Hello! This week I am going to share a little knowledge I have gained while researching for Roy and the Rhino. When we began this project I had no real understanding of the different types of rhinos that existed (for a little longer anyway), or how close to extinction most types really are. The image above shows the 5 types and how much they all differ, from head shape and size, to number of horns and length etc... From left to right they are the White, Black, Indian, Javan, and Sumatran. The diagram below shows their size relations. I found some information about the threat of extinction these rhinos face from the savingrhinos.org website. I am giving just a bit of info, you should visit the site to find out more.
Black Rhinos are slowly recovering from a 96% decline in population, and are now up to about 4,860 surviving today, thanks to conservation efforts. It is shocking to consider that as recently as 1970, there were approximately 65,000 Black Rhinos in Africa. Due to poaching, those numbers decreased sharply to 2,300 remaining in the wild.
White Rhinos are divided into two distinct subspecies: The Northern White Rhino and the Southern White Rhino. The Southern White Rhino is the least endangered of the living kinds of rhino, with a population of about 20,600.
Unfortunately, the Northern White Rhino is feared extinct in the wild, as reported on June 17, 2008. There are only eight known Northern White Rhinos in the world.
Indian (Greater One-Horned) Rhino
The Indian, a.k.a. the Greater One-Horned Rhino, or Nepalese Rhino numbers approximately 2,949 today, due to conservation efforts. Earlier in the 20th century, less than 200 Indian Rhinos were remaining. Strict protection efforts by Indian and Nepalese wildlife authorities have been instrumental in the recovery of the Indian Rhino. Unfortunately, poaching has increased in recent years due to political instability in Nepal, causing the rhino population to decrease by 31% since 2000.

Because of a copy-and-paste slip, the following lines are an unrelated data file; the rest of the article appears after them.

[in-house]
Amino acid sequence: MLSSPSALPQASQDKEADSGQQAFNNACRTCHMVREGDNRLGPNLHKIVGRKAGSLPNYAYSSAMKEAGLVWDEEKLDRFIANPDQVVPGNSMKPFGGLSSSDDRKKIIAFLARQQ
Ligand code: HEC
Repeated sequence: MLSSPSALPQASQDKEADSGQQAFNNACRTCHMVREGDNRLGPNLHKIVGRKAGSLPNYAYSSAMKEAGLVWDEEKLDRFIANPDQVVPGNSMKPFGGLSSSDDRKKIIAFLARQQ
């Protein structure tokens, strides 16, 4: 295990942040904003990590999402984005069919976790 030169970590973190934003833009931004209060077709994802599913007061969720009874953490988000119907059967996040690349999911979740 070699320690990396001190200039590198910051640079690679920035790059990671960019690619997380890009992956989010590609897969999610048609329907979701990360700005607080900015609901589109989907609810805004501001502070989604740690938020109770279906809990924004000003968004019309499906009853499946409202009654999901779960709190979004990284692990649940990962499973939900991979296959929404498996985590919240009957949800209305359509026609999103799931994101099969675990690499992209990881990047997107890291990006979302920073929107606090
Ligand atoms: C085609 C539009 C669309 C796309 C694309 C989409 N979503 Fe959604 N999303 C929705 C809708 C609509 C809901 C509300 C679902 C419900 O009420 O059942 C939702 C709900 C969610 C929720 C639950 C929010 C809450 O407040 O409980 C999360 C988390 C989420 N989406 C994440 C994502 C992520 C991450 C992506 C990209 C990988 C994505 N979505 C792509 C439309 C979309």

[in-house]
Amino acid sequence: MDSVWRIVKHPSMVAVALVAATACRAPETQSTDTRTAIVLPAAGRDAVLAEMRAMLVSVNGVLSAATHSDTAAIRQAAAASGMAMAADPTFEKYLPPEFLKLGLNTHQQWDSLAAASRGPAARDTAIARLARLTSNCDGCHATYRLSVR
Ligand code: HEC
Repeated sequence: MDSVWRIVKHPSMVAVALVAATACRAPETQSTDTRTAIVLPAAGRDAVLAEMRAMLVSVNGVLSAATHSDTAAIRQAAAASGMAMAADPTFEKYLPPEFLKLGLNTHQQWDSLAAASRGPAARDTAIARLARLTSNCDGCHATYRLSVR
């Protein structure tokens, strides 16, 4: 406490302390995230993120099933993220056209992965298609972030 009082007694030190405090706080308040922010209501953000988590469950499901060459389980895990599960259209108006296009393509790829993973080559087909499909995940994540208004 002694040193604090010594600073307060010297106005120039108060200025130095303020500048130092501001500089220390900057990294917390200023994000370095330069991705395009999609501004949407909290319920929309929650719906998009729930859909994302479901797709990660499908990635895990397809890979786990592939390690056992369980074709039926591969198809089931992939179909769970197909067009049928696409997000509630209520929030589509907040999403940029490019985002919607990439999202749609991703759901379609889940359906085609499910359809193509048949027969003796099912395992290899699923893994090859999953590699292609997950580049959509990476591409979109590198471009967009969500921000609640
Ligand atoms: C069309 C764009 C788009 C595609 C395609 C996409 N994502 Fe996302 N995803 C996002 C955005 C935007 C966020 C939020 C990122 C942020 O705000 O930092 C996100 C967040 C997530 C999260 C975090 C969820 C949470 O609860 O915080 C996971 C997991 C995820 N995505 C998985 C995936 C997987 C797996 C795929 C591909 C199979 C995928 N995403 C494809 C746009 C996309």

With fewer than 50 Javan Rhinos surviving in only two known locations, the Javan Rhino is quite possibly the most critically endangered mammal on earth. The Javan Rhino is at significant risk of extinction, due to poaching and habitat loss.
The Sumatran Rhino, a.k.a. the Hairy Rhino, has suffered a 50% decline in numbers over the last 15 years, due to poaching. Additionally, the rhinos' habitat has been destroyed by development and agriculture. Several conservation groups are working to save the Sumatran Rhino, implementing protection of habitat, strengthening anti-poaching efforts, trade monitoring of rhino horns, protected area management, and awareness programs.
Way to go citizens of earth!!! These statistics are pretty depressing, there are some positive actions taking place, but is it too late? We get pretty bummed out over here at 4C's knowing this is really happening . It is sad to think that this generation will be held responsible for such a cruel and selfish act. We hope to reach more people and raise some awareness.